J Exp Biol (2018) 221 (1): jeb149583.
Published: 11 January 2018
... The authors declare no competing or financial interests. © 2018. Published by The Company of Biologists Ltd 2018 Summary: This Review discusses the solutions that developing larval fish have evolved to the challenges of swimming in the intermediate Reynolds number regime. Cost of transport...
Includes: Supplementary data
Journal Articles
J Exp Biol (2018) 221 (1): jeb168575.
Published: 11 January 2018
...Brad J. Gemmell; Sean P. Colin; John H. Costello ABSTRACT Recently, it has been shown that some medusae are capable of swimming very efficiently, i.e. with a low cost of transport, and that this is in part due to passive energy recapture (PER) which occurs during bell relaxation. We compared...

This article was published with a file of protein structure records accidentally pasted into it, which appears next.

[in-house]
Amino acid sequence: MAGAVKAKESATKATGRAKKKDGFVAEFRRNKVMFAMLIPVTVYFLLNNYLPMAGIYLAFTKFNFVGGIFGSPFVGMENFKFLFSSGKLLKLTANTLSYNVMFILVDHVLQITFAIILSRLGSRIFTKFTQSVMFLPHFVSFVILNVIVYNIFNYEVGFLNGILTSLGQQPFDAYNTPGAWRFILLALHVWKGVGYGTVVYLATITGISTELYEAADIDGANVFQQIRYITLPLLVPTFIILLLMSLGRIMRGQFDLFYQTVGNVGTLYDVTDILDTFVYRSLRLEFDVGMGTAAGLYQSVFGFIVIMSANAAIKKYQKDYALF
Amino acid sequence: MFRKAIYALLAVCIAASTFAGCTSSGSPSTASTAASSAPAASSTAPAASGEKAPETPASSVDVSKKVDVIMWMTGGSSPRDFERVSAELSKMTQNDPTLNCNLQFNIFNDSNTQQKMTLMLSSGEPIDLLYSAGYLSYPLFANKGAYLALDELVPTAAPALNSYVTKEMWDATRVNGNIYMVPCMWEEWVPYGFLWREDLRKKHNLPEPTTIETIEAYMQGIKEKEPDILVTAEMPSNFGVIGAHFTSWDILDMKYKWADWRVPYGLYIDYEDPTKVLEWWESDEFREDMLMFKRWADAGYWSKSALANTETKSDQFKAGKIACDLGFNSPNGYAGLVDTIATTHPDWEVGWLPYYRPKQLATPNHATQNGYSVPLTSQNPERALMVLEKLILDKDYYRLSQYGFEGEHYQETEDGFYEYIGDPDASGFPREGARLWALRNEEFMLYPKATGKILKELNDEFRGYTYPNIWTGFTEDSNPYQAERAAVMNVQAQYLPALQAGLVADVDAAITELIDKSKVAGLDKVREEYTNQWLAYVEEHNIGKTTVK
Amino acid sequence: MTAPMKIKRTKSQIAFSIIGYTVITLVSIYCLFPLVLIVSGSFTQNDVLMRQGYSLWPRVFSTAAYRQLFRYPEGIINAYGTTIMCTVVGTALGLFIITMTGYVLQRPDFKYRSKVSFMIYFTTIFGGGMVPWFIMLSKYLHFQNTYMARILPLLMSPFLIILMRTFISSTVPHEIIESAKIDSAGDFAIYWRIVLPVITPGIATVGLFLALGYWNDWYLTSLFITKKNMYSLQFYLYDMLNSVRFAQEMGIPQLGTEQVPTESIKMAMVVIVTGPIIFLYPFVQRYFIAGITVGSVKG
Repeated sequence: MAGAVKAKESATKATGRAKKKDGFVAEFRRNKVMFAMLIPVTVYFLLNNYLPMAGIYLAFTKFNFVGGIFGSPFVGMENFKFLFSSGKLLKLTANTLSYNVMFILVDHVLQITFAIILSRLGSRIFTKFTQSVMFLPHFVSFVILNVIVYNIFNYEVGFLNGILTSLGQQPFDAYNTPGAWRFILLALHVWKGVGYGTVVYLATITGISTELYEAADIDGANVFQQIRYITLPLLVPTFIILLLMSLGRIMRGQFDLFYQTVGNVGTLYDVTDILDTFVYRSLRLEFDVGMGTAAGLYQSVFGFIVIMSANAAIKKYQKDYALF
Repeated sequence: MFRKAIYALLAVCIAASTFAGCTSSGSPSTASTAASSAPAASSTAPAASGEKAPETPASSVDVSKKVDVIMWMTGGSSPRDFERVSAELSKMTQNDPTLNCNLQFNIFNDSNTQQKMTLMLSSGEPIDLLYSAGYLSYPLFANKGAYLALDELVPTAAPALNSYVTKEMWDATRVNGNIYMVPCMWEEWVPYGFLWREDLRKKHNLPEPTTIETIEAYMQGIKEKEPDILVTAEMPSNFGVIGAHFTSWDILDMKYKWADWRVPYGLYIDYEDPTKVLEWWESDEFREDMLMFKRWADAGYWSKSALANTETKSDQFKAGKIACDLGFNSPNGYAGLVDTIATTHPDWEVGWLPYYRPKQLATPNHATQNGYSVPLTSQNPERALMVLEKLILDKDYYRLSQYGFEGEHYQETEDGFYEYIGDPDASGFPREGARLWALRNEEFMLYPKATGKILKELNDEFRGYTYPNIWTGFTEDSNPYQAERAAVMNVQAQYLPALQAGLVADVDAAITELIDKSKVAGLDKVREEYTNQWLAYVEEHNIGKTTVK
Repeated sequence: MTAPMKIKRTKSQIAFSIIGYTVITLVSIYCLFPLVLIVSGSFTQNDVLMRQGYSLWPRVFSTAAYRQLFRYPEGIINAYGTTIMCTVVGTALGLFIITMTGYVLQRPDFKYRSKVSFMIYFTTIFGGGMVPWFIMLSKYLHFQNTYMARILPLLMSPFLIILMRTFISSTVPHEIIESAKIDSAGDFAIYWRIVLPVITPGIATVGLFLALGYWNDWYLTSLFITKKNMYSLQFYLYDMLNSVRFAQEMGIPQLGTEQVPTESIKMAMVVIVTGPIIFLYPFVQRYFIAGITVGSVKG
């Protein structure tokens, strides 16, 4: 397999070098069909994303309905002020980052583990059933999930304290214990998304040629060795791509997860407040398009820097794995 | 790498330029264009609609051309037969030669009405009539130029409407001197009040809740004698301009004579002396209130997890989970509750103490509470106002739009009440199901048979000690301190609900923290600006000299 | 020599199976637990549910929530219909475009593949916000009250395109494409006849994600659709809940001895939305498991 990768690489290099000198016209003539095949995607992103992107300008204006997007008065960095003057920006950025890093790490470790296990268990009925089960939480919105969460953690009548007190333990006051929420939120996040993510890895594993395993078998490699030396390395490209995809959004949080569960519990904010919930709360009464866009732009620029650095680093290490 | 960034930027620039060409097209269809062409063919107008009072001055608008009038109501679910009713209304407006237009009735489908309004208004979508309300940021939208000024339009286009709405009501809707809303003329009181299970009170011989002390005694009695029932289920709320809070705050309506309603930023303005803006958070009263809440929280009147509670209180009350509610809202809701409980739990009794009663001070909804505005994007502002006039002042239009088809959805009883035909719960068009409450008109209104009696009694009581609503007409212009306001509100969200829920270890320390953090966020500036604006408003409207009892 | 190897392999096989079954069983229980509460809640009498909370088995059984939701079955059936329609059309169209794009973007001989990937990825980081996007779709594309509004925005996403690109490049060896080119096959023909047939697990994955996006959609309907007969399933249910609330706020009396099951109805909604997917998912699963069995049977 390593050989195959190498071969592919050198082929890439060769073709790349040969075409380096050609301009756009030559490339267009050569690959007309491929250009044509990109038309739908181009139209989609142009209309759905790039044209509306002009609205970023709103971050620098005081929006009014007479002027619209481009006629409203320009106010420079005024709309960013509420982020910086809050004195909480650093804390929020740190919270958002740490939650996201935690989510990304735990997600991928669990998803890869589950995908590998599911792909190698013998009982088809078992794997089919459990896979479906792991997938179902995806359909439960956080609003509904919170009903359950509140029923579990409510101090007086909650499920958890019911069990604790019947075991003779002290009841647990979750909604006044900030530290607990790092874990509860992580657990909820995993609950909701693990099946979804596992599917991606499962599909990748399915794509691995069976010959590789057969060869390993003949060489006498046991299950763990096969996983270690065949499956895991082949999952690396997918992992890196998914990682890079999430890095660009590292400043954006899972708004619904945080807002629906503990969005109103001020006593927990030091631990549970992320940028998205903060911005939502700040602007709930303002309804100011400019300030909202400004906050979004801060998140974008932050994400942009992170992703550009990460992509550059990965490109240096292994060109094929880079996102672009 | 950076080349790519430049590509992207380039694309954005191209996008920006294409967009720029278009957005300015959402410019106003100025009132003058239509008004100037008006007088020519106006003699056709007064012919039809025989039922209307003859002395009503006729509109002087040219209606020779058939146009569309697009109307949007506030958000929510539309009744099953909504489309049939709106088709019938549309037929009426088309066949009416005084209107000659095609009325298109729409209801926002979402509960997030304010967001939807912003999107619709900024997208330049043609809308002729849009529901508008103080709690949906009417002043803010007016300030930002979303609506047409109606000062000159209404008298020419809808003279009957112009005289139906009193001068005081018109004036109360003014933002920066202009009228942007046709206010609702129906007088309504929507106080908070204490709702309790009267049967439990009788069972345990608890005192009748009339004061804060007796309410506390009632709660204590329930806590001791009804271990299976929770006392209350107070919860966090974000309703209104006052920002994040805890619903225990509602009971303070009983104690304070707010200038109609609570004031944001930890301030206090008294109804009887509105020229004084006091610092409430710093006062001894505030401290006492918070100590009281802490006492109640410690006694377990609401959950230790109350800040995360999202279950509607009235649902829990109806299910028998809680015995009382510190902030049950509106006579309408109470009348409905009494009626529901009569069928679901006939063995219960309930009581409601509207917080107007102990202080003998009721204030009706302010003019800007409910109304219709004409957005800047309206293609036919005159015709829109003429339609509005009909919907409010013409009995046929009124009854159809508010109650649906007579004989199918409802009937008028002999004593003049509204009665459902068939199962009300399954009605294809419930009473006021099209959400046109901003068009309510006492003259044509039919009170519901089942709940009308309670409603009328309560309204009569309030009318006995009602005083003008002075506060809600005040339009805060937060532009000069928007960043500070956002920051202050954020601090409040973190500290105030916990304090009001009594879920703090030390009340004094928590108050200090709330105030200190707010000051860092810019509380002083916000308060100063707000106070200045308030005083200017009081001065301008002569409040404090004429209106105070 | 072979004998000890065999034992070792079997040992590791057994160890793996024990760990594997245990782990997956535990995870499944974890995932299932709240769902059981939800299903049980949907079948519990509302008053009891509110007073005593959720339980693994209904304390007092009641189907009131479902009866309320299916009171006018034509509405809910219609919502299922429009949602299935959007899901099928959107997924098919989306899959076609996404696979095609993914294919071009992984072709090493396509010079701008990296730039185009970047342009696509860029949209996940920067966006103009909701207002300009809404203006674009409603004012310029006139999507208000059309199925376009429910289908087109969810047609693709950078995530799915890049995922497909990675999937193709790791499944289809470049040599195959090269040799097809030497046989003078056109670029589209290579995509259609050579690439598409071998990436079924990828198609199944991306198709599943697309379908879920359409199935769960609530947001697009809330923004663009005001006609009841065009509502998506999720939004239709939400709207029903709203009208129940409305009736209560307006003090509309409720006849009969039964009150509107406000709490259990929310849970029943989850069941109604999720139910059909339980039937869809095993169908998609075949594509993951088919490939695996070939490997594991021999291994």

Includes: Supplementary data
Journal Articles
J Exp Biol (2017) 220 (18): 3204–3208.
Published: 15 September 2017
... to travel a unit distance, or cost of transport (COT), has a U -shaped relationship to speed. The relationship between propulsive kinematics and speed, summarized by the Strouhal number ( St = fA / U , where f is tail beat frequency, A is tail tip amplitude in m and U is swimming speed in m s −1 ), allows...
Journal Articles
J Exp Biol (2017) 220 (14): 2521–2528.
Published: 15 July 2017
.../ Summary: Male house mice that control exclusive polygynous territories are less economical runners compared with non-territory-holding males. Male–male aggression Cost of transport Functional trade-offs Sexual selection Whole-organism performance * Author for correspondence ( j.s.morris...
Includes: Supplementary data
Journal Articles